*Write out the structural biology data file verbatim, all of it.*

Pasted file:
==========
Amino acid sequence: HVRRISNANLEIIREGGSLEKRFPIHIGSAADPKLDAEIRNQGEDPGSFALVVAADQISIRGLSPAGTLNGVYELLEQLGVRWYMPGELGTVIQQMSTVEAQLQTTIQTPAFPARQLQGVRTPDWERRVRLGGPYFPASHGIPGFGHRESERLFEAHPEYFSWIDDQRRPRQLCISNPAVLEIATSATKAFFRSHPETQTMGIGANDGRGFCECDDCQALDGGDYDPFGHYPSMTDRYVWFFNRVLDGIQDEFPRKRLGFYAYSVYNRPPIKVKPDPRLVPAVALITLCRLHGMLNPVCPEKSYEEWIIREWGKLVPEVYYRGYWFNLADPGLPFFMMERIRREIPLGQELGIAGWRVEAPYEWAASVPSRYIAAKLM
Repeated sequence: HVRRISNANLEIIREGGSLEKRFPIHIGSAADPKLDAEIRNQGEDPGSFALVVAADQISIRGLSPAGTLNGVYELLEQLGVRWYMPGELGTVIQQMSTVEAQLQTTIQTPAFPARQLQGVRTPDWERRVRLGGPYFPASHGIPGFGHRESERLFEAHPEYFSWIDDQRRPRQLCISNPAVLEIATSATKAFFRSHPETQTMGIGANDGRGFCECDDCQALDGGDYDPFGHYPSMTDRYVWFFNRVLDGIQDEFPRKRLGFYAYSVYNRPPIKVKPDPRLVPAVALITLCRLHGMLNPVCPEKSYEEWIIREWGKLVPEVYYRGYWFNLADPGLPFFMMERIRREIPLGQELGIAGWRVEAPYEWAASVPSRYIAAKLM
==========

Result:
Amino acid sequence: HVRRISNANLEIIREGGSLEKRFPIHIGSAADPKLDAEIRNQGEDPGSFALVVAADQISIRGLSPAGTLNGVYELLEQLGVRWYMPGELGTVIQQMSTVEAQLQTTIQTPAFPARQLQGVRTPDWERRVRLGGPYFPASHGIPGFGHRESERLFEAHPEYFSWIDDQRRPRQLCISNPAVLEIATSATKAFFRSHPETQTMGIGANDGRGFCECDDCQALDGGDYDPFGHYPSMTDRYVWFFNRVLDGIQDEFPRKRLGFYAYSVYNRPPIKVKPDPRLVPAVALITLCRLHGMLNPVCPEKSYEEWIIREWGKLVPEVYYRGYWFNLADPGLPFFMMERIRREIPLGQELGIAGWRVEAPYEWAASVPSRYIAAKLM
Repeated sequence: HVRRISNANLEIIREGGSLEKRFPIHIGSAADPKLDAEIRNQGEDPGSFALVVAADQISIRGLSPAGTLNGVYELLEQLGVRWYMPGELGTVIQQMSTVEAQLQTTIQTPAFPARQLQGVRTPDWERRVRLGGPYFPASHGIPGFGHRESERLFEAHPEYFSWIDDQRRPRQLCISNPAVLEIATSATKAFFRSHPETQTMGIGANDGRGFCECDDCQALDGGDYDPFGHYPSMTDRYVWFFNRVLDGIQDEFPRKRLGFYAYSVYNRPPIKVKPDPRLVPAVALITLCRLHGMLNPVCPEKSYEEWIIREWGKLVPEVYYRGYWFNLADPGLPFFMMERIRREIPLGQELGIAGWRVEAPYEWAASVPSRYIAAKLM